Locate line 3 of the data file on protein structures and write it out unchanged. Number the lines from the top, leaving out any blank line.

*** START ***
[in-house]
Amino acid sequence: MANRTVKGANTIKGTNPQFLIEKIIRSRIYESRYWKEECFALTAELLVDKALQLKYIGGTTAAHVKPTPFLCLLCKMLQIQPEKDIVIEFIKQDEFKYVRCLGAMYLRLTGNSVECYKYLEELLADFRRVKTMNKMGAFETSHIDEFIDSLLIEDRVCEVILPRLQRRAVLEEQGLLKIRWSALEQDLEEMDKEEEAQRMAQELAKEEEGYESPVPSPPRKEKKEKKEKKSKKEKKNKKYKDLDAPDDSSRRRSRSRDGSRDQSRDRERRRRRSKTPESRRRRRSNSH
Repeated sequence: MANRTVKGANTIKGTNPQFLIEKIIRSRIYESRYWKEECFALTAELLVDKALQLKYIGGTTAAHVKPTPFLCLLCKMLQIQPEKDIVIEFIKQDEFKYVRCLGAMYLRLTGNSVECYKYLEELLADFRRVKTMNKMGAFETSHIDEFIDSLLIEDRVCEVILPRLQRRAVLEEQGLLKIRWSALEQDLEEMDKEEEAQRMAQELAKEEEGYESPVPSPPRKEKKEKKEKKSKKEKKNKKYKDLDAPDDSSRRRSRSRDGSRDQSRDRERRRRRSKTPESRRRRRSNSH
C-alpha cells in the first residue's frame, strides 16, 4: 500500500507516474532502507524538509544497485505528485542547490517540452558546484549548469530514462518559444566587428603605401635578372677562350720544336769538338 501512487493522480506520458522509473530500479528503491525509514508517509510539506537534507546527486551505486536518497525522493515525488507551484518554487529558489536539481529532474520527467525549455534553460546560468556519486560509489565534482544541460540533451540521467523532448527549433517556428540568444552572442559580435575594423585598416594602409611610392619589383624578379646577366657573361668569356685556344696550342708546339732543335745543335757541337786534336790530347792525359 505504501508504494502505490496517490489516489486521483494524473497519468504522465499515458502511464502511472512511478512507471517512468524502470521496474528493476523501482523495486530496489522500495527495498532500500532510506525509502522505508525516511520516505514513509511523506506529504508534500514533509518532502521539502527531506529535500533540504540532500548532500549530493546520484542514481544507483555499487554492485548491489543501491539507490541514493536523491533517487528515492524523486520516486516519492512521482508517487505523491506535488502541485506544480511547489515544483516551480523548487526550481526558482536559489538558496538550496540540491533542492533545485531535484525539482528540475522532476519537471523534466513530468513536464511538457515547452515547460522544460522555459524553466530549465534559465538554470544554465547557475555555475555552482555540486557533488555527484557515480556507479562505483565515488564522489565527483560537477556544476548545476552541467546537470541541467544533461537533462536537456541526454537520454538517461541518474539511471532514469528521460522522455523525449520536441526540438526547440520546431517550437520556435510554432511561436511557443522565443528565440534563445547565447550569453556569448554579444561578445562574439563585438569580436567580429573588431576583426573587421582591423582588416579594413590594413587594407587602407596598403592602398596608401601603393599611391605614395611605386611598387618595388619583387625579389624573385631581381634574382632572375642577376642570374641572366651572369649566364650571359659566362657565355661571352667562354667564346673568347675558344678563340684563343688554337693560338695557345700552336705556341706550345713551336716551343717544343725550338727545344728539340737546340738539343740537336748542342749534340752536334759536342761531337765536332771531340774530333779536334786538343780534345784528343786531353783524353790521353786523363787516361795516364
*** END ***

Repeated sequence: MANRTVKGANTIKGTNPQFLIEKIIRSRIYESRYWKEECFALTAELLVDKALQLKYIGGTTAAHVKPTPFLCLLCKMLQIQPEKDIVIEFIKQDEFKYVRCLGAMYLRLTGNSVECYKYLEELLADFRRVKTMNKMGAFETSHIDEFIDSLLIEDRVCEVILPRLQRRAVLEEQGLLKIRWSALEQDLEEMDKEEEAQRMAQELAKEEEGYESPVPSPPRKEKKEKKEKKSKKEKKNKKYKDLDAPDDSSRRRSRSRDGSRDQSRDRERRRRRSKTPESRRRRRSNSH